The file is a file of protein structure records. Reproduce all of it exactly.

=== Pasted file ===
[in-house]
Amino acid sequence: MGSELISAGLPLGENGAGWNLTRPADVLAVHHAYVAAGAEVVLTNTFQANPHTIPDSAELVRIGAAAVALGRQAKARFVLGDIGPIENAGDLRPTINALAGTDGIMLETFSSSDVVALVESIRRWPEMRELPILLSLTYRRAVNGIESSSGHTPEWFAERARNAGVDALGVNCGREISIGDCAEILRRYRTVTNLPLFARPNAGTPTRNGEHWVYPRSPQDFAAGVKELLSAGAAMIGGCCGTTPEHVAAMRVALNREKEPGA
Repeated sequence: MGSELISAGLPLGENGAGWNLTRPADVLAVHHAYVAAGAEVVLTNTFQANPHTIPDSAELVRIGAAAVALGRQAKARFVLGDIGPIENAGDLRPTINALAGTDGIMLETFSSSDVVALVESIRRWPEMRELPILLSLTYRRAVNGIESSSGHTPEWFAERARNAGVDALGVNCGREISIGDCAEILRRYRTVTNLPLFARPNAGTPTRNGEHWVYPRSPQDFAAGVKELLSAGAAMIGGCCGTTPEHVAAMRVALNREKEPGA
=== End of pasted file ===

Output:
[in-house]
Amino acid sequence: MGSELISAGLPLGENGAGWNLTRPADVLAVHHAYVAAGAEVVLTNTFQANPHTIPDSAELVRIGAAAVALGRQAKARFVLGDIGPIENAGDLRPTINALAGTDGIMLETFSSSDVVALVESIRRWPEMRELPILLSLTYRRAVNGIESSSGHTPEWFAERARNAGVDALGVNCGREISIGDCAEILRRYRTVTNLPLFARPNAGTPTRNGEHWVYPRSPQDFAAGVKELLSAGAAMIGGCCGTTPEHVAAMRVALNREKEPGA
Repeated sequence: MGSELISAGLPLGENGAGWNLTRPADVLAVHHAYVAAGAEVVLTNTFQANPHTIPDSAELVRIGAAAVALGRQAKARFVLGDIGPIENAGDLRPTINALAGTDGIMLETFSSSDVVALVESIRRWPEMRELPILLSLTYRRAVNGIESSSGHTPEWFAERARNAGVDALGVNCGREISIGDCAEILRRYRTVTNLPLFARPNAGTPTRNGEHWVYPRSPQDFAAGVKELLSAGAAMIGGCCGTTPEHVAAMRVALNREKEPGA